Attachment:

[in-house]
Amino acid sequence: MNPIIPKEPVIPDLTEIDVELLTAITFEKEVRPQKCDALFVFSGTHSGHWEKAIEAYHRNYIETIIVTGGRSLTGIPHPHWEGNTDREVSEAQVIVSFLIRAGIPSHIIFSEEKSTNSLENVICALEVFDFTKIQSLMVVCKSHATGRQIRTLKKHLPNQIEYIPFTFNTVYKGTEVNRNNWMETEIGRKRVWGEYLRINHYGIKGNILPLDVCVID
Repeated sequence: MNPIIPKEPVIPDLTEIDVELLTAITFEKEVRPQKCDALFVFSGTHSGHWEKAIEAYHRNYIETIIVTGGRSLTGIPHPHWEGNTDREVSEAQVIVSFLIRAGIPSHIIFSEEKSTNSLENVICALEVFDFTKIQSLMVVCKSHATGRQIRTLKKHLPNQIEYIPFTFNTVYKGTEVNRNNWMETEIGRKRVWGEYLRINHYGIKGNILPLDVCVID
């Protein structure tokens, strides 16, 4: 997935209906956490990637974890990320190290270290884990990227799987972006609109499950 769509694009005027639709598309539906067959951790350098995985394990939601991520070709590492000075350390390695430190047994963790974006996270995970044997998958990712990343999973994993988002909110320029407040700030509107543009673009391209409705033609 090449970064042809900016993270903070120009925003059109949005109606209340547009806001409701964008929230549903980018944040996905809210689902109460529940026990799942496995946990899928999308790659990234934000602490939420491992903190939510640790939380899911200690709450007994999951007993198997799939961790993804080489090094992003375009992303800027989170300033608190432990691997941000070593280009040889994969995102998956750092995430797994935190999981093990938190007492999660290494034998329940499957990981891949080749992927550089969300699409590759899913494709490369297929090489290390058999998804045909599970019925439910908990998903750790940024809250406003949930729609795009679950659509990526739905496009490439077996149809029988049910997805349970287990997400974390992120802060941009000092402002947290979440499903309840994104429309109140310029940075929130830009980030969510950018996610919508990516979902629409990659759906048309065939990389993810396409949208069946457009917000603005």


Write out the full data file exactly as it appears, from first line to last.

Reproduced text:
[in-house]
Amino acid sequence: MNPIIPKEPVIPDLTEIDVELLTAITFEKEVRPQKCDALFVFSGTHSGHWEKAIEAYHRNYIETIIVTGGRSLTGIPHPHWEGNTDREVSEAQVIVSFLIRAGIPSHIIFSEEKSTNSLENVICALEVFDFTKIQSLMVVCKSHATGRQIRTLKKHLPNQIEYIPFTFNTVYKGTEVNRNNWMETEIGRKRVWGEYLRINHYGIKGNILPLDVCVID
Repeated sequence: MNPIIPKEPVIPDLTEIDVELLTAITFEKEVRPQKCDALFVFSGTHSGHWEKAIEAYHRNYIETIIVTGGRSLTGIPHPHWEGNTDREVSEAQVIVSFLIRAGIPSHIIFSEEKSTNSLENVICALEVFDFTKIQSLMVVCKSHATGRQIRTLKKHLPNQIEYIPFTFNTVYKGTEVNRNNWMETEIGRKRVWGEYLRINHYGIKGNILPLDVCVID
């Protein structure tokens, strides 16, 4: 997935209906956490990637974890990320190290270290884990990227799987972006609109499950 769509694009005027639709598309539906067959951790350098995985394990939601991520070709590492000075350390390695430190047994963790974006996270995970044997998958990712990343999973994993988002909110320029407040700030509107543009673009391209409705033609 090449970064042809900016993270903070120009925003059109949005109606209340547009806001409701964008929230549903980018944040996905809210689902109460529940026990799942496995946990899928999308790659990234934000602490939420491992903190939510640790939380899911200690709450007994999951007993198997799939961790993804080489090094992003375009992303800027989170300033608190432990691997941000070593280009040889994969995102998956750092995430797994935190999981093990938190007492999660290494034998329940499957990981891949080749992927550089969300699409590759899913494709490369297929090489290390058999998804045909599970019925439910908990998903750790940024809250406003949930729609795009679950659509990526739905496009490439077996149809029988049910997805349970287990997400974390992120802060941009000092402002947290979440499903309840994104429309109140310029940075929130830009980030969510950018996610919508990516979902629409990659759906048309065939990389993810396409949208069946457009917000603005």